Photos by Hadley Biggs
When the Borderline Shooting and Woolsey Fire happened, I was studying abroad in Florence, Italy.
I was in Morocco for my travel break, a time of fun and relaxation. But when the shooting and fire happened, our vacation fell apart.
When the news of the shooting broke, it was 2 a.m. in California and 10 a.m. in Morocco. I remember being unsure and scared because I had no confirmation if my friends were safe. I knew my friends had never gone to Borderline, but what if that night was the first night they had?
Later in the day, my friends back in Malibu began texting me about a fire coming toward campus. Being in the Sahara Desert at the time, I had little-to-no service, so it was hard to stay up-to-date with the news. I only received service every seven-to-eight hours. Between each time my phone had service, my mind went all over the place.
I felt so guilty. I was on vacation when everything happened. My second home was going through an extremely hard time while I was having fun exploring Morocco.
I sat under the clearest night sky with some of the other girls on the tour. I saw 50 shooting stars just in those three hours. While I was making wishes, my friends were watching from the windows of Payson Library as a fire blazed along the hills of Pepperdine.
Many other Pepperdine abroad students felt similarly. They said they felt helpless. I wrote an article for the Graphic on Nov. 25, about abroad students’ reactions to the Borderline Shooting and Woolsey Fire.
Returning to campus this year left me feeling nervous and insecure.
How do I talk to people about the shooting and fire? How do I navigate relationships with friends who were in Malibu for the tragedies?
At first, it was a taboo subject. Eventually, we were able to talk about it, and hearing each of their stories was sobering. My friends told me the fear they felt and the uncertainty surrounding their survival. They described the chaos of the days leading up to the evacuation and then the numb feeling on campus once everyone returned.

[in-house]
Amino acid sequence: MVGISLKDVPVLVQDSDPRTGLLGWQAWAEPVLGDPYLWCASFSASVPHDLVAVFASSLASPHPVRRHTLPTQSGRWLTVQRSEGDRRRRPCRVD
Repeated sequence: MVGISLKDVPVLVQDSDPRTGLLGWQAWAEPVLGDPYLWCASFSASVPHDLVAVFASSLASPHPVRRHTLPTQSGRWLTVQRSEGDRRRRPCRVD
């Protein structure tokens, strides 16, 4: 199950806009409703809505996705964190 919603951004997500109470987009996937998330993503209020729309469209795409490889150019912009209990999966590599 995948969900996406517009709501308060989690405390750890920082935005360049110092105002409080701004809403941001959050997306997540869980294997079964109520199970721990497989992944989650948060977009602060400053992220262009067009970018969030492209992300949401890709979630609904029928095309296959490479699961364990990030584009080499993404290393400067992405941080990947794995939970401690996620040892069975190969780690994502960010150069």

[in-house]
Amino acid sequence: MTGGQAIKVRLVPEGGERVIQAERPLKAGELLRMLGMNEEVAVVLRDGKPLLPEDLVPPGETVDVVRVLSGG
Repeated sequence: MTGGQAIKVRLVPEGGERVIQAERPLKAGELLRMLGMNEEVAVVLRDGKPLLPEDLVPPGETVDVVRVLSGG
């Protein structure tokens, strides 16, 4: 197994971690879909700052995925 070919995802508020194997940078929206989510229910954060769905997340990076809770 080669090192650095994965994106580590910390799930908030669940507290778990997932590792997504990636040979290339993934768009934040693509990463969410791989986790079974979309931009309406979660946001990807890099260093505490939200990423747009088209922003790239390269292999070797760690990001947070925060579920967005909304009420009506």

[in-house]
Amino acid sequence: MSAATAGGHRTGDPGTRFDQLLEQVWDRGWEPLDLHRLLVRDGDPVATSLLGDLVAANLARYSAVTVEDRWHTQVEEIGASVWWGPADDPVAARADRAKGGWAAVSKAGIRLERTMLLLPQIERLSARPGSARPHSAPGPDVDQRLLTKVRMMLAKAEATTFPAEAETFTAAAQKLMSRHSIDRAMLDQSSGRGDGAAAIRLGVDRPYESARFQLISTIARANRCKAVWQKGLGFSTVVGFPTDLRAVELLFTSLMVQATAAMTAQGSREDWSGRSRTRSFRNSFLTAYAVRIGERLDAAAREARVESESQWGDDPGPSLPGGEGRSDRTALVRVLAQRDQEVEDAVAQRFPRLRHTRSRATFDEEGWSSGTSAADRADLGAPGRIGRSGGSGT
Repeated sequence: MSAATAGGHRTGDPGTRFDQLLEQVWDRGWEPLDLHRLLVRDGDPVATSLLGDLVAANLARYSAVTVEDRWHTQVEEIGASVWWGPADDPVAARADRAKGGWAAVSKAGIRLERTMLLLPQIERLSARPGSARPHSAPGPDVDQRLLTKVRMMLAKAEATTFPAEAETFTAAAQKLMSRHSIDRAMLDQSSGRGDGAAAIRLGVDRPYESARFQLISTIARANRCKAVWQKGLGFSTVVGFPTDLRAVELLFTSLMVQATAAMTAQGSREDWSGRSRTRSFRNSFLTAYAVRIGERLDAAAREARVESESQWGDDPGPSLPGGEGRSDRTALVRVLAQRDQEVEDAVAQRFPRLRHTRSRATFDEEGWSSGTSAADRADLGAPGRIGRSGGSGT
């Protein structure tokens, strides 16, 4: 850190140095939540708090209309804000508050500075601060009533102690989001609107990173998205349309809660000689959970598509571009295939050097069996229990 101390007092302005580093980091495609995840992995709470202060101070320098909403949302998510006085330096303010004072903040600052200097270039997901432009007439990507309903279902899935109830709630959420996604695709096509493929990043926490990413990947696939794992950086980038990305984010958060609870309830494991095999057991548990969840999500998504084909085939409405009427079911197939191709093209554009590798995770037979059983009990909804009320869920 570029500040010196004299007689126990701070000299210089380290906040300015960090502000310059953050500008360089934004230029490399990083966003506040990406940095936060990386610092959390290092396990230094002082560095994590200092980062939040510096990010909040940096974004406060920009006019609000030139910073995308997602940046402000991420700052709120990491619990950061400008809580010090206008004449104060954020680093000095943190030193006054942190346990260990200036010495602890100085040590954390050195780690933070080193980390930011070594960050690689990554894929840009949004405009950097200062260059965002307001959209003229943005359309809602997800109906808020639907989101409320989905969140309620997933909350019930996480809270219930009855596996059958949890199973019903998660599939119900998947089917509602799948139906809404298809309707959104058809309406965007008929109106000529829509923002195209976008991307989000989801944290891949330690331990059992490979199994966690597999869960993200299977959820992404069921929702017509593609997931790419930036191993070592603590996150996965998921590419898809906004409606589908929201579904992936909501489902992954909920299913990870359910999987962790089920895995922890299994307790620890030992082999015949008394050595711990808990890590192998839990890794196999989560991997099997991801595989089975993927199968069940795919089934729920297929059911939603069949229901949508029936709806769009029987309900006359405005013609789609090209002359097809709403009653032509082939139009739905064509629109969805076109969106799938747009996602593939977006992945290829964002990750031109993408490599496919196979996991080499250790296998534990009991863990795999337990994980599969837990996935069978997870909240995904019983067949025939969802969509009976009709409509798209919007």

Though my friends have been supportive, there have been people who are less receptive to hearing my perspective on the tragedies.
People have joked that I did not experience the tragedies because I was abroad. That is partly true. I was not physically there for the shooting and fire, but I did live through it.
Just because I was abroad does not invalidate my feelings or my experience.
I watched as my Twitter feed turned into updates on the fire easing its way to campus. I tried my best to stay calm when I talked with my friends back in Malibu as we were both in the dark about their safety. Each time I talked to them, I left with the uneasy feeling of knowing that could be the last time I would ever talk to them.
I arranged a worship service in the Florence villa to comfort my peers studying abroad in Florence with me so we could grieve together. This service was different than our normal ones. This one was quiet. People sang to the worship music with tears running down their cheeks.
I felt the weight of guilt on my shoulders as I sobbed under the stars.
Yes, the abroad campuses are isolated from the Malibu campus, but we are still a part of the Pepperdine community. When our community was hurting, we also hurt, and people may have forgotten that.
This abroad community is still healing, too. Do not leave us out of the conversation. We are here to support everyone, but we also need support.
Email Hadley Biggs: email@example.com